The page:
Word N Sound Poetry and Music Series is a platform for the expression of spoken word, not so much a commercial venture as an attempt to make a positive impact on youth in the city. The Word N Sound platforms bring together older practitioners of literature with young people in their teens and early twenties, to encourage and inspire them and to give them a sense of the trajectory of a literary career.

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“There is always a piece of me in my creative writing and my reference points are what anchor, and these include the spaces I live in, the cultures that birthed me” – Kojo Baffoe


WORD N SOUND: You have an interesting history when it comes to geography. How have your links with Ghana, Lesotho, Germany and South Africa influenced you as an artist?
KOJO BAFFOE: Every aspect of my journey and my life influences me as an artist because what I create is a reflection of me. There is always a piece of me in my creative writing and my reference points are what anchor, and these include the spaces I live in, the cultures that birthed me, the knowledge and experiences I gain daily.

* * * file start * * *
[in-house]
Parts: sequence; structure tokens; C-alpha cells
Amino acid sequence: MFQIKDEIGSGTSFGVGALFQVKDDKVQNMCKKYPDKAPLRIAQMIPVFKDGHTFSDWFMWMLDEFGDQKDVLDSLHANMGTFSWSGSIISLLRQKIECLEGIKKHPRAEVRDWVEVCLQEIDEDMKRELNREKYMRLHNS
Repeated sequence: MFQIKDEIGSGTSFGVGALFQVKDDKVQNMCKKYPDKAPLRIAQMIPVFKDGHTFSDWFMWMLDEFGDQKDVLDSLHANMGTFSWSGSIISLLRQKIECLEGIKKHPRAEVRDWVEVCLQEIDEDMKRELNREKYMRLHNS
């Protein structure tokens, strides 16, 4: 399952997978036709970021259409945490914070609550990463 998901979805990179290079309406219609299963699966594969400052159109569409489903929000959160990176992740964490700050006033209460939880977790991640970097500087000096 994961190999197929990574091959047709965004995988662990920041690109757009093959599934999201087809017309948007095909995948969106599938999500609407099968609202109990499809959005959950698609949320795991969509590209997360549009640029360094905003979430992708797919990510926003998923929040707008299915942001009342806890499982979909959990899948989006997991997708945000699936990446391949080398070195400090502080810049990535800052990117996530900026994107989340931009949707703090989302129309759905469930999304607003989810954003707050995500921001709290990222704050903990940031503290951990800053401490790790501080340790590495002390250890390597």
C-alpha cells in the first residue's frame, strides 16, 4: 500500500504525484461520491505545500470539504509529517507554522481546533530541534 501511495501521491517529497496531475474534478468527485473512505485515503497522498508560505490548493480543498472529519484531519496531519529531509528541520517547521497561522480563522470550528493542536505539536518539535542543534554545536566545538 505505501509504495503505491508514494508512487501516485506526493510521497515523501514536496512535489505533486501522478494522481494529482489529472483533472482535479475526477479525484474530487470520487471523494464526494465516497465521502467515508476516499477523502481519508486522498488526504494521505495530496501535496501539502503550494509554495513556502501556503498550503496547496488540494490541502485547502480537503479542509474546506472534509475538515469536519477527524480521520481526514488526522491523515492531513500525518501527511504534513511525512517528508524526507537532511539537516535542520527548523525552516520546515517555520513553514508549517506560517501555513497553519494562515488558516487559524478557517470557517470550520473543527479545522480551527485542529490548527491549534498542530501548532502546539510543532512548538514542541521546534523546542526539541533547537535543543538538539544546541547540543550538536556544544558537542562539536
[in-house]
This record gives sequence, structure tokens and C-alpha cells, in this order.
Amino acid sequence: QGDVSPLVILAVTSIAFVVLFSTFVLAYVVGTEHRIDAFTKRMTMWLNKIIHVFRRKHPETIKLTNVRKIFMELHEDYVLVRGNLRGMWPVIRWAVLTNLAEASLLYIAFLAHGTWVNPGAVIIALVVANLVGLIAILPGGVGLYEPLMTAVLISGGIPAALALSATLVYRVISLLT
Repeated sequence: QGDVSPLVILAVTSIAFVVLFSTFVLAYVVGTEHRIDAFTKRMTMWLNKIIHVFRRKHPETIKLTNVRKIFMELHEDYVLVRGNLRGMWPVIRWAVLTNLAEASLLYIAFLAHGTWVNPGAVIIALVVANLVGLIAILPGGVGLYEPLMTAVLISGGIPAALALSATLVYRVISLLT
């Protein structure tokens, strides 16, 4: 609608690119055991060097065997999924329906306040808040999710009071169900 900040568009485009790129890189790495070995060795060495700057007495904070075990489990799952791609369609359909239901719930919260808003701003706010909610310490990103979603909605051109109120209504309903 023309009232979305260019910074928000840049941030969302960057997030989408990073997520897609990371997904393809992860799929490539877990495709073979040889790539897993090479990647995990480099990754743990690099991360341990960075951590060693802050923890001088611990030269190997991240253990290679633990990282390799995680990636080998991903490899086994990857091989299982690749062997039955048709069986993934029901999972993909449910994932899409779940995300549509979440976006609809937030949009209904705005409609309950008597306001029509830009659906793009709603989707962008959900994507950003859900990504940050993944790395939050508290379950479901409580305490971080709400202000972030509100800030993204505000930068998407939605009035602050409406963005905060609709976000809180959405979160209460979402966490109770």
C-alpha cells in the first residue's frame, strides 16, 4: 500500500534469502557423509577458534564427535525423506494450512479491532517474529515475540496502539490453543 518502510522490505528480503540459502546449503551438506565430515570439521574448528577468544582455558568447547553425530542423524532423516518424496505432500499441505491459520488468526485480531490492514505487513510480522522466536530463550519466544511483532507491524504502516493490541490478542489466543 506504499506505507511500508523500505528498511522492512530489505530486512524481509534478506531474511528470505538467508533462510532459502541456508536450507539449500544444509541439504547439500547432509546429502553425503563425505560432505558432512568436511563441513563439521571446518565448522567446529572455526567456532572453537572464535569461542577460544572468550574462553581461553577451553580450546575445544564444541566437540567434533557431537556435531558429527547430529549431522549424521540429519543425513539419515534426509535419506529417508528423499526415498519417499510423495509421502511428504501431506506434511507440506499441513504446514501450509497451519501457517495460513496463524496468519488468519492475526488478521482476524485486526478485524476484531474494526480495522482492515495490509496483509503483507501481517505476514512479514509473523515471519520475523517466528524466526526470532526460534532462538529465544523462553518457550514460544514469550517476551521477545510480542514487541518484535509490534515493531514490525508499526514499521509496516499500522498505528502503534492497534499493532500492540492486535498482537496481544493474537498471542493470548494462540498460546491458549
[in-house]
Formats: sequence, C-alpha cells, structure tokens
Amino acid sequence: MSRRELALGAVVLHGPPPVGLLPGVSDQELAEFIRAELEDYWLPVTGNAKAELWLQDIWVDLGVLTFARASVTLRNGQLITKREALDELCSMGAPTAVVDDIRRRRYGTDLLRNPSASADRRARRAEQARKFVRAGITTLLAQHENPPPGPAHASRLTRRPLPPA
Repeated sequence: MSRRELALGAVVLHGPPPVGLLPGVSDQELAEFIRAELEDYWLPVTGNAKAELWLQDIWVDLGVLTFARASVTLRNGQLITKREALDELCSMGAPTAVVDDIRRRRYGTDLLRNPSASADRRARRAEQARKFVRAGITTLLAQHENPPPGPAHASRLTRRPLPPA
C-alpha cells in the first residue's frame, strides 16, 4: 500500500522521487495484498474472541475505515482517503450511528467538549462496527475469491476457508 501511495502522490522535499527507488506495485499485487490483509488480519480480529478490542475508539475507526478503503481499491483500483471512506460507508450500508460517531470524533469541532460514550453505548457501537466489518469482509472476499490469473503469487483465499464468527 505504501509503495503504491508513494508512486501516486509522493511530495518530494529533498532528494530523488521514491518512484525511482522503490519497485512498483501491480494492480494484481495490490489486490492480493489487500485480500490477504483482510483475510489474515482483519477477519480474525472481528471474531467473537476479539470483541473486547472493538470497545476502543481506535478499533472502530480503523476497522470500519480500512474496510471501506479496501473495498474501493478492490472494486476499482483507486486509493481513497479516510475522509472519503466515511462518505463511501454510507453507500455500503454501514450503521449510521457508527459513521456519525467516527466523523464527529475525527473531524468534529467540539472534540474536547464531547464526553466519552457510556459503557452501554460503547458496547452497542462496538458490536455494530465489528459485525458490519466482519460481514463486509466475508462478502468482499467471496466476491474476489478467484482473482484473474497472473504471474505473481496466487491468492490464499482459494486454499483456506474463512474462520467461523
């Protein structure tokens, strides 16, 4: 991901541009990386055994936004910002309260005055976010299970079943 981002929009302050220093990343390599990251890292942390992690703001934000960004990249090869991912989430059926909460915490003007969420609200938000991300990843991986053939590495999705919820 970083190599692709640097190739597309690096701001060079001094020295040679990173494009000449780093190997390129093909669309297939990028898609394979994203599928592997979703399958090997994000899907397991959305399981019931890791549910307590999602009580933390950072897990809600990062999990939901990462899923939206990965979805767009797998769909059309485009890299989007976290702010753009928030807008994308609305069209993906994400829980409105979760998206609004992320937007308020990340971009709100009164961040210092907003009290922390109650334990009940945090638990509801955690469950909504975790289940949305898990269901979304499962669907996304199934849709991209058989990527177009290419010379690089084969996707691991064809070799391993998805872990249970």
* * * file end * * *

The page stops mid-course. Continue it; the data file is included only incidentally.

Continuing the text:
Having been involved in the spoken word scene for over 10 years, what do you feel is the current state of poetry in SA and how do you feel about it?
To be honest, I don’t really know what the current state of poetry in SA is. I haven’t been involved in a couple of years.

It has been a while since we last saw you on stage. What have you been busy with?
Living life. I’ve always believed that, in addition to reading and writing regularly, the poet should also live. I guess one could say I’ve been living and creating new reference points, experiences, etc. This has included raising my children, working for a magazine and focusing on other styles of writing.

What has made you want to get back on the performance poetry stage?